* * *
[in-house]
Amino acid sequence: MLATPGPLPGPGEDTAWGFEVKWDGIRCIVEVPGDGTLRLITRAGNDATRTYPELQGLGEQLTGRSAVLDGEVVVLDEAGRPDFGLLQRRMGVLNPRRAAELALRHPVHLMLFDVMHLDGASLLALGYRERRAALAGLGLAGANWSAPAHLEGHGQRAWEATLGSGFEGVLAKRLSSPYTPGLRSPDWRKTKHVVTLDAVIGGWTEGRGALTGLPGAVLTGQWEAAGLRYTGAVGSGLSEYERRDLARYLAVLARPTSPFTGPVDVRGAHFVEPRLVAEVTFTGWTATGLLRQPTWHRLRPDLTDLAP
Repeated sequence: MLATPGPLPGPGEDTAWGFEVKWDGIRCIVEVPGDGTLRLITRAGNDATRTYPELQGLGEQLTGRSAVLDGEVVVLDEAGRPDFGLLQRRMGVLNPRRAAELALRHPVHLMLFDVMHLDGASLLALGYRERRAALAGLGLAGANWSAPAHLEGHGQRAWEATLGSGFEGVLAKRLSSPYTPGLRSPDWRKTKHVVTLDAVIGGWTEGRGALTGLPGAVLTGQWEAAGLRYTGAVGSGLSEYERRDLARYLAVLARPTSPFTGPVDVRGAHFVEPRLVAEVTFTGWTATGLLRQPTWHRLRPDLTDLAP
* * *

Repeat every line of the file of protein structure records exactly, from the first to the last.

[in-house]
Amino acid sequence: MLATPGPLPGPGEDTAWGFEVKWDGIRCIVEVPGDGTLRLITRAGNDATRTYPELQGLGEQLTGRSAVLDGEVVVLDEAGRPDFGLLQRRMGVLNPRRAAELALRHPVHLMLFDVMHLDGASLLALGYRERRAALAGLGLAGANWSAPAHLEGHGQRAWEATLGSGFEGVLAKRLSSPYTPGLRSPDWRKTKHVVTLDAVIGGWTEGRGALTGLPGAVLTGQWEAAGLRYTGAVGSGLSEYERRDLARYLAVLARPTSPFTGPVDVRGAHFVEPRLVAEVTFTGWTATGLLRQPTWHRLRPDLTDLAP
Repeated sequence: MLATPGPLPGPGEDTAWGFEVKWDGIRCIVEVPGDGTLRLITRAGNDATRTYPELQGLGEQLTGRSAVLDGEVVVLDEAGRPDFGLLQRRMGVLNPRRAAELALRHPVHLMLFDVMHLDGASLLALGYRERRAALAGLGLAGANWSAPAHLEGHGQRAWEATLGSGFEGVLAKRLSSPYTPGLRSPDWRKTKHVVTLDAVIGGWTEGRGALTGLPGAVLTGQWEAAGLRYTGAVGSGLSEYERRDLARYLAVLARPTSPFTGPVDVRGAHFVEPRLVAEVTFTGWTATGLLRQPTWHRLRPDLTDLAP